Revolutionary War Inspiration
George Washington was the first great leader of the American republic. Though filled with many flaws like any other person, he proved to be an extraordinary hero that our nation needed. Many people are familiar with Washington’s life and leadership skills, but many are unfamiliar with his vision for America’s future.
Early during the American Revolution, morale was low for the Continental Army. By 1777, several significant battles had been fought, with the British Empire securing victory in several. Two years before, in April 1775, the Revolution broke out with the Battles of Lexington and Concord in Middlesex County, Massachusetts. At Lexington, Continental troops were pushed back.
At Concord Bridge, however, the tide turned, as British troops were forced to retreat, and the American Revolution had officially begun. Following this, the city of Charlotte, North Carolina, reportedly became the first in the colonies to declare independence from the British crown. One year later, the Declaration of Independence was announced, proclaiming to the world the reasons for separation. Though the Continental Army would become a force to be reckoned with, they lost more than they gained during the war’s first years.
The Revolution’s Early Battles
In June 1775, the Battle of Bunker Hill was fought in Charlestown, Massachusetts. British forces won a Pyrrhic victory, but captured the Charlestown Peninsula. Then, on December 31 of that year, the Battle of Quebec gained British troops additional ground. In late summer of 1776, the Battle of Long Island – one of the largest battles of the war – gave British troops another victory. At Saratoga, however, things were slowly about to change.
Fought along the Hudson River in New York and Vermont, the first battle resulted in a British success. The second, however, witnessed a Continental victory. With American morale running low, a victory here certainly improved morale. But with winter approaching, the Continental Army needed a place to hunker down. On December 19, 1777, George Washington and the patriots began their winter encampment at Valley Forge, Pennsylvania.
The winter at Valley Forge is often romanticized in portraits and media. Many images show Washington gallantly on his horse, as he inspects the soldiers going about their lives in camp, whether it be around the fire or on patrol. In reality, however, conditions there were very harsh. Alongside the freezing weather, rations and supplies ran low. To make matters worse, diseases were very frequent. It is estimated as many as 2,000 soldiers died due to disease and malnutrition.
Though morale was still low, Washington did not give up hope. A deeply religious man, Washington continuously prayed and sought God’s guidance for his army and the American people. Washington’s prayers would later be answered, as American forces, leading to the climax at Yorktown, Virginia, soon began to win many more victories. Washington’s legacy would be well-rooted within American memory, as would the trials experienced by the troops at Valley Forge.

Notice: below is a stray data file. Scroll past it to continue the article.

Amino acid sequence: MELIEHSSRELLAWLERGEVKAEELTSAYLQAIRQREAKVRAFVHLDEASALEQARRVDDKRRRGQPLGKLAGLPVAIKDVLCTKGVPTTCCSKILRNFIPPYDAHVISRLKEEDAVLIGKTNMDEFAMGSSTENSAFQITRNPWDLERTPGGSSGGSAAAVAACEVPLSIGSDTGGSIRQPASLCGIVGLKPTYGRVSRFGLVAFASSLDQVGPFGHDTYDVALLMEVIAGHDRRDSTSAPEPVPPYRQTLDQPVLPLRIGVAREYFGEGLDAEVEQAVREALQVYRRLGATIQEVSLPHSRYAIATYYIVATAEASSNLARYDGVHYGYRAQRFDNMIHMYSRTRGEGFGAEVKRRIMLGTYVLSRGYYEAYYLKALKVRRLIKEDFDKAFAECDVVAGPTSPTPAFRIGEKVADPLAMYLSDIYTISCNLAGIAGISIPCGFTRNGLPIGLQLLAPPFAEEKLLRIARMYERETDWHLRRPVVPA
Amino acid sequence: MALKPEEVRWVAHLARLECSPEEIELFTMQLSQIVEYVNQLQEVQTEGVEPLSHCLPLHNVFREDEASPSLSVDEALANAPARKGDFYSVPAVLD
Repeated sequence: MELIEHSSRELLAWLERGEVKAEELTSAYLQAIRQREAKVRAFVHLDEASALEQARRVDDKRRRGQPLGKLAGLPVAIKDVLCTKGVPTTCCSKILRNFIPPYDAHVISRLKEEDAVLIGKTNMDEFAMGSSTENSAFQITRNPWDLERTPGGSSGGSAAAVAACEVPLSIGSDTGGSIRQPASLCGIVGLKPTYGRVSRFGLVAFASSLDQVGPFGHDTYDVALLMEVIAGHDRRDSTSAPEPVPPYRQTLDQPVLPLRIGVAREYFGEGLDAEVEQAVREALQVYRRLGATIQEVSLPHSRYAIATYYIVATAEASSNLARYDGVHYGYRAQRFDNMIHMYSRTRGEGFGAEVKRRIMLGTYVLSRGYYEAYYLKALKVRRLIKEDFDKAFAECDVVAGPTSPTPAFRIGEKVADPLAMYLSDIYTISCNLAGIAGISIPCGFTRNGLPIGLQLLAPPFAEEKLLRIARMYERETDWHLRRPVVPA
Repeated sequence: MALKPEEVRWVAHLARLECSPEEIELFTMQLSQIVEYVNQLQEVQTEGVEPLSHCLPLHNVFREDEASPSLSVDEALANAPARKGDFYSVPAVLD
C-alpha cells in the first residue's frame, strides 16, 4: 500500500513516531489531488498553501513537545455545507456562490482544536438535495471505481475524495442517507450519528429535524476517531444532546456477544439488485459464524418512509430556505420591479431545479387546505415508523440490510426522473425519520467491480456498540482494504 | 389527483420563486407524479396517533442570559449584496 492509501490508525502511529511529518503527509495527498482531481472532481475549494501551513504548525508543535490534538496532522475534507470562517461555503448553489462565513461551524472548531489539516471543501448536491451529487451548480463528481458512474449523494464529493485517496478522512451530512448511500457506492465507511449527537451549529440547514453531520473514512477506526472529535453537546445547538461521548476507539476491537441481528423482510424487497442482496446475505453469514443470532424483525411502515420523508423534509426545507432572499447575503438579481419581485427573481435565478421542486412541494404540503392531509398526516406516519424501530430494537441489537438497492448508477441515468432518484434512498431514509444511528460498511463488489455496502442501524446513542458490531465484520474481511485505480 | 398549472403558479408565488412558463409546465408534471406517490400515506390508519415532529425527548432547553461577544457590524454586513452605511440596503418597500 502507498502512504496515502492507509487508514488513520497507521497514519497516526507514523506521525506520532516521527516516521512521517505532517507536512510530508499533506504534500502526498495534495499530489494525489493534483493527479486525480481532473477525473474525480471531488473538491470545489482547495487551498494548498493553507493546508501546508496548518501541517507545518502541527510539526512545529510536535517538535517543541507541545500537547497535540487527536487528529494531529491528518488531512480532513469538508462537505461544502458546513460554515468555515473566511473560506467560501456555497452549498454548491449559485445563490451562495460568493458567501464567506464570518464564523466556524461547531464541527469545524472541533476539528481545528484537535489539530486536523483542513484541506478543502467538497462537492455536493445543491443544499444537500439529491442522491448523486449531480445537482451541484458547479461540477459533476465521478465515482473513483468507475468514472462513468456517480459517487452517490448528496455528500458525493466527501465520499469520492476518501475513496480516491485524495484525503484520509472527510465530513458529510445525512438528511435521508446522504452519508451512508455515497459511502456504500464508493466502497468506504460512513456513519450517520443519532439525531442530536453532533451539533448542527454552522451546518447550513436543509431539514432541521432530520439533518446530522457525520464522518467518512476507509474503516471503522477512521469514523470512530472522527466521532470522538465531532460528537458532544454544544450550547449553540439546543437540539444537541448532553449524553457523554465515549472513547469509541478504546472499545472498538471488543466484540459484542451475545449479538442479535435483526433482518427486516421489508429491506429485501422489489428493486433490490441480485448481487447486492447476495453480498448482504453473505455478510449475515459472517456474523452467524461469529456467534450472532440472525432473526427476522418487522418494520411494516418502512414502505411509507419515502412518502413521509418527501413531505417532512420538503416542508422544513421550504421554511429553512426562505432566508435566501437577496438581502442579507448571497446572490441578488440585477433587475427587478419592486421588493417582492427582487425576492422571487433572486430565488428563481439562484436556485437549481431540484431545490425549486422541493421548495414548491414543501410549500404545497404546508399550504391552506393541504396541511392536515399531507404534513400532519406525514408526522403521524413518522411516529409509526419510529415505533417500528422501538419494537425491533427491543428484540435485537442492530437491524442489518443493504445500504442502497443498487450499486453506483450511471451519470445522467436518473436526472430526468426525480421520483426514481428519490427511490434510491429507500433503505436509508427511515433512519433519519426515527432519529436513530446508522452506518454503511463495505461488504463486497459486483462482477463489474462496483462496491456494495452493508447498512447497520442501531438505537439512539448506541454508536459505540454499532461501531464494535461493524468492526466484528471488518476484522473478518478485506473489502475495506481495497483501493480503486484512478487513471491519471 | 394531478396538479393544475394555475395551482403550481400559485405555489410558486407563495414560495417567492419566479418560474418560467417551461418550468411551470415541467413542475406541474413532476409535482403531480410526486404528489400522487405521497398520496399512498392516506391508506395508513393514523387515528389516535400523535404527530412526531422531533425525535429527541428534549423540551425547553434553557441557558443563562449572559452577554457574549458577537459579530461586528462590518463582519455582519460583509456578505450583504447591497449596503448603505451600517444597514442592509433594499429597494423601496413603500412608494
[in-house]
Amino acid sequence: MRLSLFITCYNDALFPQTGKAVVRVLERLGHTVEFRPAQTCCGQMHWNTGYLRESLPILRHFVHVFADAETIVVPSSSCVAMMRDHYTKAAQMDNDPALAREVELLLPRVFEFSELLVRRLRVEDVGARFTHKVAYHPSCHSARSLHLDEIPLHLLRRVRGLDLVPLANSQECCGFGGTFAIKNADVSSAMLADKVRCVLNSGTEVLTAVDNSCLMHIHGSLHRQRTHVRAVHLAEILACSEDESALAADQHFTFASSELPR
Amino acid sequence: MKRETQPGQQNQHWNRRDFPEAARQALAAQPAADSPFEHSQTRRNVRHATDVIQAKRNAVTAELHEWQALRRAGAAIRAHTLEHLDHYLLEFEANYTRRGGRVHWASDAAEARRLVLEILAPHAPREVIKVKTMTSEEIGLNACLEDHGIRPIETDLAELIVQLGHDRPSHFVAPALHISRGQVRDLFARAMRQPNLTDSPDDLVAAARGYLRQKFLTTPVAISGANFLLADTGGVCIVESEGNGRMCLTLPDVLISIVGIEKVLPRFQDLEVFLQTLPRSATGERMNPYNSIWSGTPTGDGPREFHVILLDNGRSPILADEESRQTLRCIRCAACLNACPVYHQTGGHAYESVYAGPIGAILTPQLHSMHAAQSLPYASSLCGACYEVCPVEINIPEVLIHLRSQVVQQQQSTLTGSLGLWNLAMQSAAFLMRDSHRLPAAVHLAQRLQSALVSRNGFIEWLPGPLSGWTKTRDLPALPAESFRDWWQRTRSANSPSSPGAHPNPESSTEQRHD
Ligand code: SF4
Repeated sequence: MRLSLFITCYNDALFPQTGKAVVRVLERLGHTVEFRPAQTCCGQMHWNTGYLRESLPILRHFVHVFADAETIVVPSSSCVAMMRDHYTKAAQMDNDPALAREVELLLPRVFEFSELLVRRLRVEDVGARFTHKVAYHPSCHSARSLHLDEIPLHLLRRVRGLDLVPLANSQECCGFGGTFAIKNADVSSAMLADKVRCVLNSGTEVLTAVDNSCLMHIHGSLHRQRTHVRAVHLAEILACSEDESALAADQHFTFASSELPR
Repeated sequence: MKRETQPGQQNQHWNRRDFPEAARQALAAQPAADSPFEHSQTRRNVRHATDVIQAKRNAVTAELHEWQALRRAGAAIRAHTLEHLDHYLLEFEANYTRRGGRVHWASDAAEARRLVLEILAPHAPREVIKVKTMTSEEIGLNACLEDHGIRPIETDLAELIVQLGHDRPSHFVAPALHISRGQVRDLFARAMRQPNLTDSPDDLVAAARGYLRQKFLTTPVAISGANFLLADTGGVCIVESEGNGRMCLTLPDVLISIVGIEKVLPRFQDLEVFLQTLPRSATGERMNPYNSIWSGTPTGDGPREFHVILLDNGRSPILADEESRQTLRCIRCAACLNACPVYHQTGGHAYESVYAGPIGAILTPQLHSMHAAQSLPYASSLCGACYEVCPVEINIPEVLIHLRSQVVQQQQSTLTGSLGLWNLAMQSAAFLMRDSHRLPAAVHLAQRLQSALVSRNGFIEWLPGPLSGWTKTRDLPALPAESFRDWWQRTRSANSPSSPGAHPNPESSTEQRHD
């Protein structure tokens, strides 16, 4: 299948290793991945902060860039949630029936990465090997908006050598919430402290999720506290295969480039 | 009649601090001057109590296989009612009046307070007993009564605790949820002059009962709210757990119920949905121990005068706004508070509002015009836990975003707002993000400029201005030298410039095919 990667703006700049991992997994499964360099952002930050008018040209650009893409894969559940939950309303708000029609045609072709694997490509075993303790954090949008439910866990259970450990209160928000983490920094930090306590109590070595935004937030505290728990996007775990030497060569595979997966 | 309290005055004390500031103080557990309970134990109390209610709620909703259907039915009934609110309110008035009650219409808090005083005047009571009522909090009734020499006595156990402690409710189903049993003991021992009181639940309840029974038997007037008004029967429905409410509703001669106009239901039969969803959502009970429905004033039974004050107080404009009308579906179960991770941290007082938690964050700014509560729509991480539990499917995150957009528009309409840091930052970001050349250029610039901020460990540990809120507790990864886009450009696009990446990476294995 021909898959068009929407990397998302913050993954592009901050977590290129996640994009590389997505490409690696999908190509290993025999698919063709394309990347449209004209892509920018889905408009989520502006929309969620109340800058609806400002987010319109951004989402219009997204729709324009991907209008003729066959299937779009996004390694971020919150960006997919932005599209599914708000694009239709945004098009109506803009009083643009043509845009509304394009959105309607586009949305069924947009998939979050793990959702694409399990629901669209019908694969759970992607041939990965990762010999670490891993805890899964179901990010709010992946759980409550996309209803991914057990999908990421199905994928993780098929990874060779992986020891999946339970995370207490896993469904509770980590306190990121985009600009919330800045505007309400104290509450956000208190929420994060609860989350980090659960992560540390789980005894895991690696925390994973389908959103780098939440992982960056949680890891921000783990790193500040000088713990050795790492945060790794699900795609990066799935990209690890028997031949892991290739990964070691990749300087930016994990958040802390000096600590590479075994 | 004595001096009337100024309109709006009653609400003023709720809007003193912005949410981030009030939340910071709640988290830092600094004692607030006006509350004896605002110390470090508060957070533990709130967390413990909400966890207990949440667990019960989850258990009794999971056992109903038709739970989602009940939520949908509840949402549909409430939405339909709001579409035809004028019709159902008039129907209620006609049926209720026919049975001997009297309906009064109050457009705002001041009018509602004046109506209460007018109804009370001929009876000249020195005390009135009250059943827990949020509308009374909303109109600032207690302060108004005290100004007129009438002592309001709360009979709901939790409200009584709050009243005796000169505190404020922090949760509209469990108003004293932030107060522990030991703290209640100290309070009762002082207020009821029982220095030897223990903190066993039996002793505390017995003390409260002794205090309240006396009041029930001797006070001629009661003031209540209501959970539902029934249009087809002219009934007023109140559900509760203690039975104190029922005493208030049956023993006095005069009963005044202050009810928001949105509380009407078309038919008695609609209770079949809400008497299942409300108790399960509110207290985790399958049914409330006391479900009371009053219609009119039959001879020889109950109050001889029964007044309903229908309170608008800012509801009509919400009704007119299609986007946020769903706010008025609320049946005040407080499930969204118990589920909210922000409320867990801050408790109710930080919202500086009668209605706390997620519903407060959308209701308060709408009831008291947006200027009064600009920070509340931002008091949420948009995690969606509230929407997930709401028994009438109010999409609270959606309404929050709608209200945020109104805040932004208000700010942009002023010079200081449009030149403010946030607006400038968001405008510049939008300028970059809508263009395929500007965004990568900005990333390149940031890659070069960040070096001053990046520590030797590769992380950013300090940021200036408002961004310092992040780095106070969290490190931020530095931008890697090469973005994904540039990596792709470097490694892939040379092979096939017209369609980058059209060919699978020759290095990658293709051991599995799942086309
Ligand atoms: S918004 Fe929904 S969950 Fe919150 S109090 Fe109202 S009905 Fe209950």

Throughout the early and middle parts of the 19th century, Americans would find unity and disagreement on many issues, especially regarding the institution of African slavery. In 1859, one man stepped forward with a remarkable story. At 99 years of age, Anthony Sherman disclosed to Wesley Bradshaw, a journalist, a remarkable tale, the reader can decide if it’s true. Known as “George Washington’s Vision,” it is recorded in the Library of Congress and was republished in 1880 and 1950.
“You will see it verified.”
On July 4, 1859, Bradshaw met Sherman at Independence Hall in Philadelphia, Pennsylvania. Claiming to be a veteran of the Continental Army who was present at Valley Forge, Sherman stated, “I want to tell you of an event in Washington’s life – one which no one alive knows of except myself; and if you live, you will before long see it verified.” Sherman spoke of how Washington would wander off alone to pray. According to Sherman, Washington emerged from his quarters, looking as if he had just had a frightening experience. Eventually, Washington spoke of what was troubling him. The following is Washington’s story.
The Prophetic Vision as Told
A Mysterious Visitor
“I do not know whether it is owing to the anxiety of my mind, or what, but this afternoon, as I was sitting at this table engaged in preparing a dispatch, something in the apartment seemed to disturb me. Looking up, I beheld standing opposite me a singular beautiful being. So astonished was I, for I had given strict orders not to be disturbed, that it was some moments before I found language to inquire the cause of the visit.”Attributed to George Washington, by Anthony Sherman
Washington stated that he witnessed “three great perils” in his vision. As is typical with most prophecies, the vision consisted mainly of metaphorical imagery. According to Washington, the three great perils would directly involve America, and all three would be very dark times for the country. Though deadly, however, the perils would result in America becoming victorious each time. As the Son of the Republic would see, the Union would be under God’s protection, and safe from destruction.
(Part II coming soon)
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